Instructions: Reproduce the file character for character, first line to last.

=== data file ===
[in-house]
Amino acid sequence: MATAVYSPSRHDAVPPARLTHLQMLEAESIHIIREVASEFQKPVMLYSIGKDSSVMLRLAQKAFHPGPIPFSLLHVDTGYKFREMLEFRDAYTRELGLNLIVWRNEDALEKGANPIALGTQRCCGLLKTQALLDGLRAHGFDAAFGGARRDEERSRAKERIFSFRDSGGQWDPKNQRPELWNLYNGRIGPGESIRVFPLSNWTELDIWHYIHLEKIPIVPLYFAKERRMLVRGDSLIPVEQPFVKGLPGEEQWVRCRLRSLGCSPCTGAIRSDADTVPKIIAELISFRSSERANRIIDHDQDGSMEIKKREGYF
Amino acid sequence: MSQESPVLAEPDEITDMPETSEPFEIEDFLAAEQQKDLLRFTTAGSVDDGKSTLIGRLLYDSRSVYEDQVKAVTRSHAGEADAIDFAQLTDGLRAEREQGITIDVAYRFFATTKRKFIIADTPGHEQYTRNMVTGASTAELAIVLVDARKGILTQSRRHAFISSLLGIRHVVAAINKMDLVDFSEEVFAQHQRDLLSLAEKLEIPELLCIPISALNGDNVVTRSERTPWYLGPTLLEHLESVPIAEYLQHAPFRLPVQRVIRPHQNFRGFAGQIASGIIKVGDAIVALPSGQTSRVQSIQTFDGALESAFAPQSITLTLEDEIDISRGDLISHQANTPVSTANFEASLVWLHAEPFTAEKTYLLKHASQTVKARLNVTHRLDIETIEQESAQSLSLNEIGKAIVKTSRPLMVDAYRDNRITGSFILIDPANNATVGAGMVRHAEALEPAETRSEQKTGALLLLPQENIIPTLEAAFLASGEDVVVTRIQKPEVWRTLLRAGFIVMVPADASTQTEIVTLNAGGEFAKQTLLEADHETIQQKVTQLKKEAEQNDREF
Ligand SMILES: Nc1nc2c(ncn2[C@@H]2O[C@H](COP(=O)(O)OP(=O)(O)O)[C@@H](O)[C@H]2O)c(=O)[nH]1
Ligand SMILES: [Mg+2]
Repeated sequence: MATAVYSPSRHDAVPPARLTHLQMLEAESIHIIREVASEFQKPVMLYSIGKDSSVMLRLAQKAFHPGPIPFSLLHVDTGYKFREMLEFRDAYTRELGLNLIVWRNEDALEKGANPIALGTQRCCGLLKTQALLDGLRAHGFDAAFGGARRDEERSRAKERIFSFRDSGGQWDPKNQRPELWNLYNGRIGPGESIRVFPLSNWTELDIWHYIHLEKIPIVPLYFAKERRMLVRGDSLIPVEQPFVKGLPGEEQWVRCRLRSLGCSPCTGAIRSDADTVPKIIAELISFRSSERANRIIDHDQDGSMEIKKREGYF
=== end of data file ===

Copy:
[in-house]
Amino acid sequence: MATAVYSPSRHDAVPPARLTHLQMLEAESIHIIREVASEFQKPVMLYSIGKDSSVMLRLAQKAFHPGPIPFSLLHVDTGYKFREMLEFRDAYTRELGLNLIVWRNEDALEKGANPIALGTQRCCGLLKTQALLDGLRAHGFDAAFGGARRDEERSRAKERIFSFRDSGGQWDPKNQRPELWNLYNGRIGPGESIRVFPLSNWTELDIWHYIHLEKIPIVPLYFAKERRMLVRGDSLIPVEQPFVKGLPGEEQWVRCRLRSLGCSPCTGAIRSDADTVPKIIAELISFRSSERANRIIDHDQDGSMEIKKREGYF
Amino acid sequence: MSQESPVLAEPDEITDMPETSEPFEIEDFLAAEQQKDLLRFTTAGSVDDGKSTLIGRLLYDSRSVYEDQVKAVTRSHAGEADAIDFAQLTDGLRAEREQGITIDVAYRFFATTKRKFIIADTPGHEQYTRNMVTGASTAELAIVLVDARKGILTQSRRHAFISSLLGIRHVVAAINKMDLVDFSEEVFAQHQRDLLSLAEKLEIPELLCIPISALNGDNVVTRSERTPWYLGPTLLEHLESVPIAEYLQHAPFRLPVQRVIRPHQNFRGFAGQIASGIIKVGDAIVALPSGQTSRVQSIQTFDGALESAFAPQSITLTLEDEIDISRGDLISHQANTPVSTANFEASLVWLHAEPFTAEKTYLLKHASQTVKARLNVTHRLDIETIEQESAQSLSLNEIGKAIVKTSRPLMVDAYRDNRITGSFILIDPANNATVGAGMVRHAEALEPAETRSEQKTGALLLLPQENIIPTLEAAFLASGEDVVVTRIQKPEVWRTLLRAGFIVMVPADASTQTEIVTLNAGGEFAKQTLLEADHETIQQKVTQLKKEAEQNDREF
Ligand SMILES: Nc1nc2c(ncn2[C@@H]2O[C@H](COP(=O)(O)OP(=O)(O)O)[C@@H](O)[C@H]2O)c(=O)[nH]1
Ligand SMILES: [Mg+2]
Repeated sequence: MATAVYSPSRHDAVPPARLTHLQMLEAESIHIIREVASEFQKPVMLYSIGKDSSVMLRLAQKAFHPGPIPFSLLHVDTGYKFREMLEFRDAYTRELGLNLIVWRNEDALEKGANPIALGTQRCCGLLKTQALLDGLRAHGFDAAFGGARRDEERSRAKERIFSFRDSGGQWDPKNQRPELWNLYNGRIGPGESIRVFPLSNWTELDIWHYIHLEKIPIVPLYFAKERRMLVRGDSLIPVEQPFVKGLPGEEQWVRCRLRSLGCSPCTGAIRSDADTVPKIIAELISFRSSERANRIIDHDQDGSMEIKKREGYF